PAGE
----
A Point That’s Going to be Important in a Few Days

September 5th, 2011 at 11:21 pm

I’m not trying to do a “prebuttal” here—that’s an ugly Washington move where you present a counter-argument to a speech or idea that hasn’t been delivered yet.  But we’re already hearing the R’s attack the President’s forthcoming jobs plan as reckless spending that will just increase the deficit, blow up the debt, yada, yada…

So I wanted that make an essential yet poorly understood point about spending on jobs programs of the type we expect to hear Thursday night:

Temporary spending does NOT increase either the long-term deficit or the growth of the national debt.

The measures the President will introduce are temporary programs needed to ensure there’s enough economic activity to support the growth and jobs we badly need.  In normal times, private sector firms carry out much more of this function, but there’s still way too much slack out there, and federal fiscal policy is the main game in town.

I grant you, “temporary” in this context is proving to be a number of years, but that’s to be expected given the depth of the recession, the long deleveraging cycle (people paying or writing off debts), and the fact that we’ve already made some wrongheaded austerity moves extending the slog in which we’re stuck.

But the above rule still holds (and is complemented by the fact that borrowing costs are so low right now).  By way of example, consider the Recovery Act, which, at $800 billion, added much more to the deficit than the sum of what I expect to hear from the President.

The first figure shows the Recovery Act’s contribution to annual deficits; the second shows the debt (the sum of accumulated deficits) as a share of GDP.  Stabilizing the debt/GDP ratio is the first goal of sustainable budgeting (the second is to get that ratio falling).

As you can see, even a large spending measure, as long as it’s temporary, expands the deficit only for a few years, and then becomes a very small factor.  While it raises the level of the debt, once it’s over, it does not contribute to its growth.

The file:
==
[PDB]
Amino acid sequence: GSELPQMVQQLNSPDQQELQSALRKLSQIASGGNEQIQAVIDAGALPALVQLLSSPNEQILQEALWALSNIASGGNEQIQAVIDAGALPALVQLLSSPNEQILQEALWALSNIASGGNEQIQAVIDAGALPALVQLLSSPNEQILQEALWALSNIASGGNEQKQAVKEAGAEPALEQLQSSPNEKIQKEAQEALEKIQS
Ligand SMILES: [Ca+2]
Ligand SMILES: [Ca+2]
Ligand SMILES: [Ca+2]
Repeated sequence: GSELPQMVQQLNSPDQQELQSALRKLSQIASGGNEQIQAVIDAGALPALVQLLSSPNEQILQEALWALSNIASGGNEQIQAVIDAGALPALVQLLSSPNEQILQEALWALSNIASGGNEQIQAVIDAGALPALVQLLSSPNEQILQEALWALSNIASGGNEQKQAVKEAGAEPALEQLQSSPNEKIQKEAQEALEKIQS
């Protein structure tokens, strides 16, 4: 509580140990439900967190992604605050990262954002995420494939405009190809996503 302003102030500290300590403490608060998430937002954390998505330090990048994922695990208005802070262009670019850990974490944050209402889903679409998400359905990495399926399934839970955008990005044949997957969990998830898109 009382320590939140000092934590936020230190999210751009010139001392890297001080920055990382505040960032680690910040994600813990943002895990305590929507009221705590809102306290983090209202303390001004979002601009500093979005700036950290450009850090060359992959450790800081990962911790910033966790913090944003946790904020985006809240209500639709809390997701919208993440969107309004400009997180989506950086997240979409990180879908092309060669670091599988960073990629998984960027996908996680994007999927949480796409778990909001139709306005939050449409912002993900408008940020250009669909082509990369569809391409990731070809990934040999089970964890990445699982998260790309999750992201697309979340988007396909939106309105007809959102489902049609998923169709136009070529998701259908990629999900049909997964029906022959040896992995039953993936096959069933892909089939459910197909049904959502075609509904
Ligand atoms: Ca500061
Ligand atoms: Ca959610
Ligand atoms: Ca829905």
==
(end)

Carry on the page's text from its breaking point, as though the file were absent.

Compare those results with the Bush tax cuts, which look much more like permanent programs that continuously boost both annual deficits and the growth of the debt.

There are simply no good fiscal reasons not to implement measures that will boost paychecks, help the unemployed, and get folks back to work fixing up our infrastructure.  By dint of being temporary, they have little impact on the growth of the debt, and by increasing economic activity, jobs, spending and investment, they lead to faster growth than would otherwise occur.

 

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3 comments in reply to "A Point That’s Going to be Important in a Few Days"

  1. Michael says:

    A question I keep wanting to ask all these balanced-budget fetishists:

    Should the US have maintained a balanced budget through WWII?

    If not, then we agree that there are some circumstances in which a balanced budget is undesirable, and all we are talking about is details.


  2. Robert says:

    From the MMT macroeconomic sectoral balances accounting identity derived from the national accounts it is known that:

    Private domestic balance + Government budget balance + Current Account balance = 0

    So long as the U.S. continues to maintain a current account deficit (import more than export) and the private sector wants to maintain a surplus (save/deleverage debt), the government must continue to deficit spend at least at its current level. Otherwise, the sectoral balances equation will be in disequilibrium and GDP will necessarily fall to a new level in order for the sectoral balances identity to once again be in equilibrium.

    We are beginning to see this play out in the UK as fiscal austerity begins erode GDP there. When the U.S. Congress imposes its fiscal austerity measures, I’m afraid we will see the same thing happen here.


  3. perplexed says:

    Nice graphs! While it would make it a little more busy, it would be informative to divide “Bush tax cuts” into shades for top 5%, top 10%, & the rest to give a better idea of how these gifts were “distributed.”


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